Financial Reporting Council chair and stereotypically European named Jan du Plessis has told the Financial Times that audit firms — who regularly complain about the UK audit regulator being up their asses — should pay their junior auditors more. “There has been a significant increase in profitability at all the audit firms. They have the resources available to increase the pay levels of more junior people that they want to attract into their firms and it’s up to them whether they want to do so,” he said.
CFOs at the UK’s largest companies complained about rising audit fees in a letter to Big 4 leadership last year. And we have all heard the complaints from junior auditors.
Senior partners at the Big Four — Deloitte, EY, KPMG and PwC — have claimed that criticism from politicians and regulators, including high-profile fines for poor work, is making it more difficult to recruit and retain auditors.
But Sir Jan du Plessis, chair of the Financial Reporting Council, hit back, denying that the watchdog’s tough approach had made the profession unappealing.
It isn’t just Big 4 firms complaining about the FRC’s heavy hand. Earlier this year, auditors at the mid-tiers said that increased scrutiny from the FRC is only “cementing the oligopoly” of Big 4. “The regulatory pressure is becoming unbearable,” griped a senior auditor. Meanwhile, FRC CEO Sir Jon Thompson has told firms to knock it off with all the complaining and focus on improving their work. “It’s no good complaining about the fines,” he said in an interview with FT. “The solution is entirely in [firms’] hands. Do a good audit and you don’t get in trouble with us.” Haha git gud, scrubs.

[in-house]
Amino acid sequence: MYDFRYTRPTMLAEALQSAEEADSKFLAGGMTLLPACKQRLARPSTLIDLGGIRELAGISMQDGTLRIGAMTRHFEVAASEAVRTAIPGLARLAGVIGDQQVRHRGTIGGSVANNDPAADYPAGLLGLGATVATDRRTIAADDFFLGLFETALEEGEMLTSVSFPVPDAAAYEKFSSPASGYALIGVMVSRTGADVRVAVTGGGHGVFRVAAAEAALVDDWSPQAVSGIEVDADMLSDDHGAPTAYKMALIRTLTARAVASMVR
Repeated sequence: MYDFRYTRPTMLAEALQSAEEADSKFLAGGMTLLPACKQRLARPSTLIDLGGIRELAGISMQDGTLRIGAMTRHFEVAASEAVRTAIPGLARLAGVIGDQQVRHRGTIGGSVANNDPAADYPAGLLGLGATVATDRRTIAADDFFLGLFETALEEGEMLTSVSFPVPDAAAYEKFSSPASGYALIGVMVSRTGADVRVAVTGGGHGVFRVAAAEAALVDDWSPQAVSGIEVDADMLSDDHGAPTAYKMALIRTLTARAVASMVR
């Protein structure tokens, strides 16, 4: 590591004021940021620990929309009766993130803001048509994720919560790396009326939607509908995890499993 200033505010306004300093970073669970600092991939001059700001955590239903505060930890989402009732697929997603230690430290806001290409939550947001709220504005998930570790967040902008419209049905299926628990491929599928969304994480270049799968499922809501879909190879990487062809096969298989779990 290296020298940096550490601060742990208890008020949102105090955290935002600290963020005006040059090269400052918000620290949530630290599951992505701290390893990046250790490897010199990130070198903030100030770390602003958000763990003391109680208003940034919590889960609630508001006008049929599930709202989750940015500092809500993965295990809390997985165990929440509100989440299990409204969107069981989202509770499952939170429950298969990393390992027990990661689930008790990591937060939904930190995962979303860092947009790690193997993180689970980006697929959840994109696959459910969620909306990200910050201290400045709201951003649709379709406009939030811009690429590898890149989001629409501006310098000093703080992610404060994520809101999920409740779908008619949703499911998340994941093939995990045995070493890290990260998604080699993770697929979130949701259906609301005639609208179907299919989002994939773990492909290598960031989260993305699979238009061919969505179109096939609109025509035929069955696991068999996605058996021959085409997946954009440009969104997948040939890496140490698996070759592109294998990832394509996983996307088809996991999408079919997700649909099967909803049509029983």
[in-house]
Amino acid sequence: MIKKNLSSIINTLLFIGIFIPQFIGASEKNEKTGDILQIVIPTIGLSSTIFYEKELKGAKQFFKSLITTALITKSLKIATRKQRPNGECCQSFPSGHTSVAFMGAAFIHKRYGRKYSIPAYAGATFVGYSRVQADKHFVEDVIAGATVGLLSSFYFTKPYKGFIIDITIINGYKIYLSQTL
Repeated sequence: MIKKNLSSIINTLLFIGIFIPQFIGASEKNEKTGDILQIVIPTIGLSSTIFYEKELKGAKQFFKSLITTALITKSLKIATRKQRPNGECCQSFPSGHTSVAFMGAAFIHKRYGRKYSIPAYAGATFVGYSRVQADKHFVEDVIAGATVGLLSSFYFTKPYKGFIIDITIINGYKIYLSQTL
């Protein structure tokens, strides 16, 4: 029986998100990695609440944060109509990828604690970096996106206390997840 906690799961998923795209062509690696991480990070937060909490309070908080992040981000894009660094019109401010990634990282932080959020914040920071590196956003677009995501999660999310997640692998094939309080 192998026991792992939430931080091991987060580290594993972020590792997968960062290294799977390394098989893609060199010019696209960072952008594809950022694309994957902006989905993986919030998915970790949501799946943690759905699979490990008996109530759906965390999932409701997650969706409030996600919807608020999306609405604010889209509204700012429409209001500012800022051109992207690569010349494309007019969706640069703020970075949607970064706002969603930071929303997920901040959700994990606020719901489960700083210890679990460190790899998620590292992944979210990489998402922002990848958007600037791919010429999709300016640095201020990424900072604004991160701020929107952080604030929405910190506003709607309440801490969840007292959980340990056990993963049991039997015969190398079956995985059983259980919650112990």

Back to FT:
Average partner pay at the Big Four has soared in recent years, passing £1mn a year at two of the firms [Ed. note: Deloitte and PwC passed £1 million in partner pay, KPMG came in lowest at £757,000 ($954k USD)]. But with the exception of big increases last year as inflation soared, pay rises for junior auditors have been small over the past decade, and have failed to keep pace with salary growth in law and consulting.
PwC raised average pay for its London-based audit graduates to £32,000 last year, roughly half the salary of the City’s best-paid legal trainees.
Du Plessis, former chair of BT and Rio Tinto, said the difficulty auditors faced recruiting the right people was no different to that in many other sectors. Accounting bosses fear that staff shortages will be exacerbated by increasing demand from companies for external validation of their climate disclosures in addition to traditional financial statements.
“If you’re a young person today looking to join a profession, I’d have thought you’d want to join a profession that sets very high standards,” he said of the FRC’s aggressive enthusiasm for audit quality.
Big Four accounting firms urged to pay junior auditors more [FT]